Fee voids Sun's Java suit, MS says

Court papers unsealed today argue Sun's May 1998 acceptance of $3.75 million voids its claims, while the judge appoints a special master.

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Court papers filed by
Microsoft argue that Sun Microsystems' May 1998 acceptance of a $3.75 million licensing fee voids claims that the software giant has breached its license for Sun's Java.

The two industry heavyweights edged closer to a September 10 hearing on Sun's motion for preliminary injunction against Microsoft's Java usage, as U.S. District Court Judge Ronald Whyte appointed a special master in the high-profile case and Microsoft released a redacted response to Sun's motion, also asserting that Microsoft's Java passes mutually agreed compatibility tests. Sun sued Microsoft last October, saying the Redmond, Washington, company was trying to fragment its Java programming code and undermine its vaunted cross-platform capabilities.

In its redacted response, unsealed late today, Microsoft says that "There is no dispute that the payment was received," and that "Sun cannot deny that it knew about Microsoft's alleged breach when it accepted the payment."

Sun was not immediately available for comment.

Microsoft's response contends that its license agreement with Sun specifically describes the Java compatibility tests Microsoft products must pass, and that its products indeed pass these tests. Sun's suit, according to Microsoft, is based on tests other than the mutually agreed standards.

The Sun tests which Microsoft says lie outside the license agreement evaluate for Sun's Java Native Interface (JNI), according to the response. The document contains part of a deposition in which Bob Muglia, Microsoft vice president of server applications, describes an instance in which Alan Baratz, president of Sun's software group, confirms that Sun recognizes Microsoft's right to define its own native code interfaces.

"We have been over that many times before," Baratz apparently said during early morning negotiations. "We know that only Microsoft has the right to define these interfaces. Let's move on," he is quoted as saying in Muglia's deposition.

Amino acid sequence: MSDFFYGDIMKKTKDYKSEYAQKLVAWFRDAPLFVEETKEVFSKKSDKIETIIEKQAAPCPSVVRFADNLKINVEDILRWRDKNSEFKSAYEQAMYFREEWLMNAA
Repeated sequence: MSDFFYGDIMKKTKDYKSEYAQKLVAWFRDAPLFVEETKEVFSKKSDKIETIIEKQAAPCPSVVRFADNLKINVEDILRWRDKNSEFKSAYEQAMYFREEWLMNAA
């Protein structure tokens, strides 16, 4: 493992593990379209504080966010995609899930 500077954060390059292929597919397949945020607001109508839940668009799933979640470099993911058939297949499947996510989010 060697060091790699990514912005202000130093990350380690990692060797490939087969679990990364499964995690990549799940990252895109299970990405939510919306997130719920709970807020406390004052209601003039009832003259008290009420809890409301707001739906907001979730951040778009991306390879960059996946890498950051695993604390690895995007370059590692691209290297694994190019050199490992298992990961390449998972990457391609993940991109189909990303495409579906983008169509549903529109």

Even if its products did not pass the specified tests, reads Microsoft's response, because Microsoft did not have to pass Sun's tests prior to receiving its license, its alleged failure to be Java compatible would constitute a breach of contract, rather than copyright infringement, as Sun claims.

Separately, retired California state court judge John A. Flaherty was appointed special master, charged with overseeing the public release of sealed court documents, according to a brief statement made by Sun.

Flaherty's first task will be to evaluate Sun's motion for a preliminary injunction, said to contain sealed information. The injunction would force Microsoft to either change its implementation of Java, stop distributing the technology, or ship Sun's version along with its own.

Judge Whyte will hear arguments regarding the injunction following evidentiary sessions on September 8 and 9. Last month, Whyte said he wanted a special master to review the requests and decide which documents can be released. Judge Whyte will make the final decision as to what will be unsealed.

Sun and two news agencies have filed motions to make public various sealed court documents in the case.

Also today, Judge Whyte scheduled two two-hour tutorials on Java in his San Jose courtroom on Monday, August 31. Sun and Microsoft will each present a session.